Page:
A global exchange of livestock, diseases, fruits and vegetables sometimes called “The Columbian Exchange” began with European exploration of the Americas in 16th century. By the mid-1700s, the American colonies were a unique place for growing fruit. Europeans transplanted old favorites — quinces, apples and peaches — to the New World. They enjoyed new varieties of fruits — strawberries, cherries, and grapes — in America that had closely related cousins in England and Europe. Then, they added to their diet fruits naturally indigenous to the Americas. These included fruits well-known today like cranberries and blueberries as well as fruits now largely forgotten like pawpaws. With all that variety, early Americans still had to settle for what could be grown in their specific climate and at a particular time of the year. Even local fruit, whether transplanted or indigenous, was an expensive luxury.
Naturally, tropical species like citrus fruits and pineapples became the zenith of the colonial fruit hierarchy. If someone really wanted to demonstrate their wealth, these imported fruits were the way to go. They could not be acquired locally and indicated the buyer had deep pockets as well as a more sophisticated palate. While wealthy Virginians attempted to grow some of these fruits in private “orangeries”, the precursor to modern greenhouses, they mostly came from islands in the Caribbean. Transportation made them extraordinarily expensive but their expense did not mean there was any shortage of uses for them.
Because they symbolized wealth and simply had a short shelf life, fresh fruit was displayed on a fruit dish or epergne as a decoration and status symbol. Fruit’s value also came from its multiple uses within a home. Cookbooks of the time gave plenty of uses for fruit ranging from the familiar such as apple dumplings to the foreign like salt pickled lemon. The most commonplace recipes (or receipts as they were referred to in that period) concentrated on preserving fruits so that colonists could enjoy their flavors throughout the year.
To conclude, we present a receipt from Hannah Glasse’s The Art of Cookery Made Plain and Easy, a book we know was part of the Lewis family library at Kenmore. The receipt’s colonial version comes from a first edition facsimile from 1747.
An Orange Fool – Colonial Version
TAKE the Juice of six Oranges and six Eggs well beaten, a Pint of Cream, a quarter of a Pound of Sugar, a little Cinnamon and Nutmeg; mix all together, and keep stirring over a slow Fire, till it is thick, then put in a little Piece of Butter, and keep stirring till cold, and dish it up.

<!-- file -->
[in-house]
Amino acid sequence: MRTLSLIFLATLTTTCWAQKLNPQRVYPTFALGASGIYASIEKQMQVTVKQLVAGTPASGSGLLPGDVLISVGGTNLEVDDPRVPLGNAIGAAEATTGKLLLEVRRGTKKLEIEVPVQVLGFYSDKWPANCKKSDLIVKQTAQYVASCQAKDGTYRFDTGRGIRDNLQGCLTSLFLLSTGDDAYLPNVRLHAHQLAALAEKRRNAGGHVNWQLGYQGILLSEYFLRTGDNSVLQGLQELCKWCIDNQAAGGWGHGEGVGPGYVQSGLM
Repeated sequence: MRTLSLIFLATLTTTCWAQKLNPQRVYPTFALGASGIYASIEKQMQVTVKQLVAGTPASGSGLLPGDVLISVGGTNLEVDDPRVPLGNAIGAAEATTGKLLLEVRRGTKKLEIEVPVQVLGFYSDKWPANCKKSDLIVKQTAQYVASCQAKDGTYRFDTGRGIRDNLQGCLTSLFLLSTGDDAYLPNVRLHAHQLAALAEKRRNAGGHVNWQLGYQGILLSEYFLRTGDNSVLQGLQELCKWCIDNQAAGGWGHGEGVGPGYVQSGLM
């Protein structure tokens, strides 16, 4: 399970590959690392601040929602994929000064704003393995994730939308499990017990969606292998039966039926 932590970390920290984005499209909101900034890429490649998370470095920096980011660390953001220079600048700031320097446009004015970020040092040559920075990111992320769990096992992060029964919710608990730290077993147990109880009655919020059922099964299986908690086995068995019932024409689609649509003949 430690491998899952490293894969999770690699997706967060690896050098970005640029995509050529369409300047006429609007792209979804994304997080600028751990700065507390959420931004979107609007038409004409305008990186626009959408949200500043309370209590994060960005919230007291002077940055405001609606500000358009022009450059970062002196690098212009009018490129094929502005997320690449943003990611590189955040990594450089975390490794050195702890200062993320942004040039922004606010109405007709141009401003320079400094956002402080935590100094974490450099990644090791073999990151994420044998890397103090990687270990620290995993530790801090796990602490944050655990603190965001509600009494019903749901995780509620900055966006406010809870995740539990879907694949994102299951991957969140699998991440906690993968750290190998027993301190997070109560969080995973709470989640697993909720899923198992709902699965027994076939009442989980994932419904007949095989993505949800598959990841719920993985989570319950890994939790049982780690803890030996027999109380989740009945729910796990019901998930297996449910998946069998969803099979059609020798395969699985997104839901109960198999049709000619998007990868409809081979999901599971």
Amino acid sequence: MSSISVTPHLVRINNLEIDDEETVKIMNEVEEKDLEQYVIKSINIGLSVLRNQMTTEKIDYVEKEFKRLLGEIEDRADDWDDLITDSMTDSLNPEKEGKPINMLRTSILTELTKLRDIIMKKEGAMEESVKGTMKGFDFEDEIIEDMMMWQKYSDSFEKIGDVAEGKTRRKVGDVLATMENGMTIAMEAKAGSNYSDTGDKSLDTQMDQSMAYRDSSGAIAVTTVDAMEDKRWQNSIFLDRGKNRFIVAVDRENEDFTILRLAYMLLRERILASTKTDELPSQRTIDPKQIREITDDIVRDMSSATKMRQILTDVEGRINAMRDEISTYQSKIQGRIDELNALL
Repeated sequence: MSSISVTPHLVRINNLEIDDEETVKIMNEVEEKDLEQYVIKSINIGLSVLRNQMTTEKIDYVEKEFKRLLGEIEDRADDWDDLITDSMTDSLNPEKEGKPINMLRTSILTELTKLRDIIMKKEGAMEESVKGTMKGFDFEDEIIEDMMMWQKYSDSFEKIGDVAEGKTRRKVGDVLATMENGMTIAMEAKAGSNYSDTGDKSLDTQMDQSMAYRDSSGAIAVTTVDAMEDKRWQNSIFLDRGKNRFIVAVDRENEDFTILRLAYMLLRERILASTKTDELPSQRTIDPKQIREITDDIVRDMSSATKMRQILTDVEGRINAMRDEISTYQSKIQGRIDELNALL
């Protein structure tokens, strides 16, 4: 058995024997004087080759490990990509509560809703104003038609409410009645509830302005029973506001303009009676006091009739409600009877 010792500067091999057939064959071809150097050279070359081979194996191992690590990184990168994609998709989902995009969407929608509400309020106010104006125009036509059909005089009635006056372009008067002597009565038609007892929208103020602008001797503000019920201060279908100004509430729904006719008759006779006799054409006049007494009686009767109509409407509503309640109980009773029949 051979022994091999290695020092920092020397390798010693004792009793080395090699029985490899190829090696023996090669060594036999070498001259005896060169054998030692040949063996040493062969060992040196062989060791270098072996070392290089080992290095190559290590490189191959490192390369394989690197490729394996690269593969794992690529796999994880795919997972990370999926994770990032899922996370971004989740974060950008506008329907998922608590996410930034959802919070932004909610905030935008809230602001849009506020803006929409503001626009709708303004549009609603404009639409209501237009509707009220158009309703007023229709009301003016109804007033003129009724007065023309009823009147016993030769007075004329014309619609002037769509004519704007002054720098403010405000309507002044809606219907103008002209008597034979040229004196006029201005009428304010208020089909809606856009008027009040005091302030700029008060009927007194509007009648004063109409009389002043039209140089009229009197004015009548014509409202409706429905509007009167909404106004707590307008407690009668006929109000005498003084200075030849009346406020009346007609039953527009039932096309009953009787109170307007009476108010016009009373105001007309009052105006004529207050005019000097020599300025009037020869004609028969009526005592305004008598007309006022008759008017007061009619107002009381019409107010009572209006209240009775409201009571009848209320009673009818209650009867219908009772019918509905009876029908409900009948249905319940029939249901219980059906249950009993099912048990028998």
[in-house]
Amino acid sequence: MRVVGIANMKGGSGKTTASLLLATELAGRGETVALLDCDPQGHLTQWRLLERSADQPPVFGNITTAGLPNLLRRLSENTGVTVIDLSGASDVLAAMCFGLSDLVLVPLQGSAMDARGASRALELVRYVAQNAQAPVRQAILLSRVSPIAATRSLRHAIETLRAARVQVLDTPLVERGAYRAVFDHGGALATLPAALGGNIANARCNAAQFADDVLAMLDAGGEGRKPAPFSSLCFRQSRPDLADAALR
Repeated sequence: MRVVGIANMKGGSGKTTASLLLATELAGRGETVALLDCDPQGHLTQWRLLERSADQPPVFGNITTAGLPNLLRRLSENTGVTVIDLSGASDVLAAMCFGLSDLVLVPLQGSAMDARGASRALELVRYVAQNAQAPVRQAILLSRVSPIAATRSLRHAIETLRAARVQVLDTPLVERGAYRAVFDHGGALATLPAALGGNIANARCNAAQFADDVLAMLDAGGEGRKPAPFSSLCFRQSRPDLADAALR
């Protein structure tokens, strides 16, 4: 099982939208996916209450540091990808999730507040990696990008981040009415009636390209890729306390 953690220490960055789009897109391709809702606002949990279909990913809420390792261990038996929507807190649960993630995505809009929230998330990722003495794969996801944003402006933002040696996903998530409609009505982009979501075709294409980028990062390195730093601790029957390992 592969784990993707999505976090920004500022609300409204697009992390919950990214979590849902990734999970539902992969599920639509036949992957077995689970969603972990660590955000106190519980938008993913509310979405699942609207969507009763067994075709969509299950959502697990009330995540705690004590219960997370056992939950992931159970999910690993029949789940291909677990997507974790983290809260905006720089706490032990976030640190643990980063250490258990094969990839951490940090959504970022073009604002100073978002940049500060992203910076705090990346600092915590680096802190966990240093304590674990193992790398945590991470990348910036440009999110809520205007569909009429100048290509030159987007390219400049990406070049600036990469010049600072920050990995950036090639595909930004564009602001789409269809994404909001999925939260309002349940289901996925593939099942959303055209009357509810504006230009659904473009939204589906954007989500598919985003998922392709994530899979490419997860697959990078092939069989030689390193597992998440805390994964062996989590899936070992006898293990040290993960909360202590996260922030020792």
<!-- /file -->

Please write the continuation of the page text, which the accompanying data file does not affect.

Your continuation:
An Orange Fool – Version updated for today
1 c Heavy Cream
1 c Orange Juice (3 Fresh squeezed oranges or store brought)
1/3 c Sugar + 1 tsp sugar
½ Orange zest
½ Tbs butter
1 egg + 2 egg yolks
½ tsp Vanilla Extract
½ tsp Cinnamon
¼ tsp Nutmeg
- Preheat oven to 400 degrees
- Place four 6-ounce (or six 4-ounce) ovenproof cups or ramekins in a deep baking pan just large enough to hold them. Fill baking pan with enough water to come halfway up the pan.
- Add cream, orange juice, zest, and 1/3 c of sugar to a small saucepan and bring to medium heat until sugar has dissolved and the mixture starts to steam. Add butter.
- Meanwhile whisk the egg, yolks, and vanilla extract together in a separate bowl.
- Once the orange cream mixture has come to temperature remove from heat and use a ladle to slowly pour it into egg mixture while vigorously whisking the eggs.
- Once the cream and eggs are fully incorporated return them to the small saucepan and put back onto low heat. Let the custard steam but NOT simmer (approx. 175 degrees).
- Take off heat and pour into ramekins through a fine strainer.
- Mix the remaining sugar, cinnamon, and nutmeg together and sprinkle onto each cup.
- Bake for 30-35 minutes or until the custard is just set
- Let cool at room temperature for 1 hour and serve. OR chill in the refrigerator overnight for a cool summer dessert.
Next time you pour yourself a fresh glass of orange juice, buy some fresh fruit at the grocery store, or stop a farm stand by the road for apples remember the luxury that you are enjoying. This aspect of our daily lives is an opportunity of which our forefathers would have been sincerely jealous.
Manager of Interpretation and Visitor Services
 Walsh, Lorena S., Ann Smart Martin and Joanne Bowen. Provisioning Early American Towns. The Chesapeake: A Multidisciplinary Case Study. Williamsburg: The Colonial Williamsburg Foundation, 1997: 141.
 Ibid: 300.